Eliminating Free Speech the Smart Way
Left-wing activists have recently been increasingly active in seeking to limit opposing thought in order to create a more ubiquitous “groupthink.” One effort in accomplishing this has been to propose the creation of a “Human Rights Committee” in order to monitor the economic transactions of “white supremacist groups and anti-Islam activists.”
This should not be surprising, as, throughout the former Free World, collectivists are, increasingly, coming out of the closet and seeking to eliminate any and all opposition to their cause.
And, this should not, in itself, be alarming, as it should be both predictable and understandable than any politically-driven group, be it left-leaning, or right-leaning, would seek to gain an advantage over its opposite number.
What may be a real cause for alarm, however, is that those whom they are trying to rope into their effort are banks and corporations… and that they are succeeding without a shot being fired.
It might be hoped that those champions of industry and commerce would at least put up a perfunctory fight, but clearly, this is not the case. They’re not only caving in, they’re entirely onboard.
As an example, MasterCard is considering the selective restriction of individuals from their services and funds. Those individuals would be the ones that held unacceptable political views.
But they’re not the first in the queue to economically force people to have “correct” views. PayPal and Patreon have barred selected individuals from receiving payments through their services, when those individuals have been identified as holding “extreme views.” Moreover, they’ve been supported in this decision by the US Securities and Exchange Commission.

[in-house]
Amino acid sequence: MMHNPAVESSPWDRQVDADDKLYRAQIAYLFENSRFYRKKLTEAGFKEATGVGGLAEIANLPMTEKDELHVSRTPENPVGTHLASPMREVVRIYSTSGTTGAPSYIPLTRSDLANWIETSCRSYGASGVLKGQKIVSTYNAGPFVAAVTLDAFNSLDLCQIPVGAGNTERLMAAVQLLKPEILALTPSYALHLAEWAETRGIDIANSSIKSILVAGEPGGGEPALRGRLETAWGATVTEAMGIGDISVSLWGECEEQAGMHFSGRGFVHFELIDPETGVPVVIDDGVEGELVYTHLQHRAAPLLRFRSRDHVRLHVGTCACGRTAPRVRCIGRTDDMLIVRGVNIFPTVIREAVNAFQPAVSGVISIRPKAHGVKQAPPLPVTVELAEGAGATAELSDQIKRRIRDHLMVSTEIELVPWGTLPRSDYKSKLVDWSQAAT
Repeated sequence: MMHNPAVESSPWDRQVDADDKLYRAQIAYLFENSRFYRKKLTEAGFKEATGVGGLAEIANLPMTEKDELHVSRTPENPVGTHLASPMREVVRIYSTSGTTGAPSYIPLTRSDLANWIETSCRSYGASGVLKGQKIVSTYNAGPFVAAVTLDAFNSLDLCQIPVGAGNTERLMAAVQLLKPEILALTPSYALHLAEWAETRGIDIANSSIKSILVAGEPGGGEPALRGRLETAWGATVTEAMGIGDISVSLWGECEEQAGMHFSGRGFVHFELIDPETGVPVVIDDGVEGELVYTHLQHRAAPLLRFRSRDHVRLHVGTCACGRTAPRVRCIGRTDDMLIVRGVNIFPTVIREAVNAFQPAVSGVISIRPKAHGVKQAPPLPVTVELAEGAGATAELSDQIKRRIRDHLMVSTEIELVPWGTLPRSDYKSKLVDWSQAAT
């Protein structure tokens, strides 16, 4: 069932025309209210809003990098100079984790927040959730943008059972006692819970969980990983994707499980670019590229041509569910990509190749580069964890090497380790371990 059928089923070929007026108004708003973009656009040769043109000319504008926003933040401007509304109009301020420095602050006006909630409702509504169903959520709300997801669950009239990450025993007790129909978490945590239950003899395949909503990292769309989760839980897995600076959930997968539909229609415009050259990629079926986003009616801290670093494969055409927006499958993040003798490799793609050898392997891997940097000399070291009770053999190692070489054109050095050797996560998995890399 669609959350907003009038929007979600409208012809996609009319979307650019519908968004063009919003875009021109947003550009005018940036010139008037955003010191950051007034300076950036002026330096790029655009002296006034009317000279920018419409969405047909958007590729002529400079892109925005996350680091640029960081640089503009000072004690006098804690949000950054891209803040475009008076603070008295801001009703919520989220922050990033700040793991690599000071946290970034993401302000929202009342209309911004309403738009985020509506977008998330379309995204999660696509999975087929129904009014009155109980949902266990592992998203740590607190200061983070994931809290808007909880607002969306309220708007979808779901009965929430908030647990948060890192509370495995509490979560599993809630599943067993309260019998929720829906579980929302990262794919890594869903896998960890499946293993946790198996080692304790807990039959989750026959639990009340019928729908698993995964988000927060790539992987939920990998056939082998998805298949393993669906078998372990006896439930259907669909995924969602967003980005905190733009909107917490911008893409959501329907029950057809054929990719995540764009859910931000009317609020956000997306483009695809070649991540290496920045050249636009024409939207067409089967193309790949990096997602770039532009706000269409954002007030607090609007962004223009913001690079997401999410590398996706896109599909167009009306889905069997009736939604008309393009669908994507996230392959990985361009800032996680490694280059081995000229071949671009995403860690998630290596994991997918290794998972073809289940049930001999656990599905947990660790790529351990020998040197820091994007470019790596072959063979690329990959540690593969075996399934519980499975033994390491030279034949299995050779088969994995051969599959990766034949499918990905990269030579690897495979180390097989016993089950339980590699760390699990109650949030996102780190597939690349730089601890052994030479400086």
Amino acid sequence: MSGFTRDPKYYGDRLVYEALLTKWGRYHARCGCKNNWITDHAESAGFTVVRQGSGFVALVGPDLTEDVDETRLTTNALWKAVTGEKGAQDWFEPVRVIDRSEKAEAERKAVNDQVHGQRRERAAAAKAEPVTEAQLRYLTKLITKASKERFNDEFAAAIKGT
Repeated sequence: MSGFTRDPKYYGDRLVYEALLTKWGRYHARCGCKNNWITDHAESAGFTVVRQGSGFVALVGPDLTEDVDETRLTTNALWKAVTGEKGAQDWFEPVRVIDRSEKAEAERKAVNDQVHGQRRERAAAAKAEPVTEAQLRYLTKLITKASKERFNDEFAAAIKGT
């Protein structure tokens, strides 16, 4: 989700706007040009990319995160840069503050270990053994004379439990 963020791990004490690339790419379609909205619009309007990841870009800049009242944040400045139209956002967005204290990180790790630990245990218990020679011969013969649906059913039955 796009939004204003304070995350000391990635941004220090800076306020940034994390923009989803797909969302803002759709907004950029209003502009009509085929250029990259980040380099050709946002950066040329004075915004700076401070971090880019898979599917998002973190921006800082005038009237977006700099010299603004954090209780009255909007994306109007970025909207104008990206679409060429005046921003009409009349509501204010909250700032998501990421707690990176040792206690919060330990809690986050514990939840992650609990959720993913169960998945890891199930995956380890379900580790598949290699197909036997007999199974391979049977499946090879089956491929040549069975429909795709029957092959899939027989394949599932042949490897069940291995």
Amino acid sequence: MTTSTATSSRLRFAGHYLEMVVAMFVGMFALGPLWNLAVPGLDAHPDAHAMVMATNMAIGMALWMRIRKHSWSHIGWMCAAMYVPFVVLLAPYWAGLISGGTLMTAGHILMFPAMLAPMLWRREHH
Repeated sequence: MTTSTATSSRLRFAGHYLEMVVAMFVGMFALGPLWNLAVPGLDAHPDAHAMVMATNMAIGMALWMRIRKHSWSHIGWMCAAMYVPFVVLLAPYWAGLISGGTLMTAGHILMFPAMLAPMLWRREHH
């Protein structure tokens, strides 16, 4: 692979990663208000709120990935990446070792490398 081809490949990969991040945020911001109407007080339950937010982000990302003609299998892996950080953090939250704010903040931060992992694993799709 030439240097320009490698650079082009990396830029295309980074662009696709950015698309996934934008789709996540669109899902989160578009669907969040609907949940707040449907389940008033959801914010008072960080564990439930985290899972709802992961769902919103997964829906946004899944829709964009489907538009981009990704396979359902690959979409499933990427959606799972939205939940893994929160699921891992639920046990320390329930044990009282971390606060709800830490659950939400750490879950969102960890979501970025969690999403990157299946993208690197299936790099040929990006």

Journalist Ben Swann has commented that this means that the US government has granted “big corporations the ability to control what voices are heard.”
The reader will already be familiar with the fact that major corporations that are led by liberally-aligned executives, such as Facebook, Twitter and Amazon, have already proudly stated that they wish to do their part to freeze out those whose opinions they disagree with.
Of course, in a free world, the head of a privately-held corporation should be free to do business with only those individuals he approves of. Although that might make him an isolationist, he should have the right to be an isolationist.
The concern here, though, is that there’s nothing on the horizon that is limiting collectivist notions. All the restrictions are being applied to those who are conservative, libertarian, or in fact, anything but collectivist.
There’s clearly an all-encompassing effort to not only silence non-collectivists in the media (including social media), but to silence them through a loss of economic freedom.
And the campaign is unfolding dramatically, on many fronts, at the same time. It would not be rash to suggest that, by 2020, it may not be safe for an individual to express any non-collectivist position by that time, for fear of being cut out of the economic structure.
Back in the early part of the twentieth century, the Bolsheviks did a wonderful job of eliminating the existence of views that opposed collectivism, through the use of concentration camps and execution. Later in the century, the Nazi (abbreviation for Nationalsozialistische, or National Socialist Party), also did a bang-up job of disappearing dissent against their rhetoric.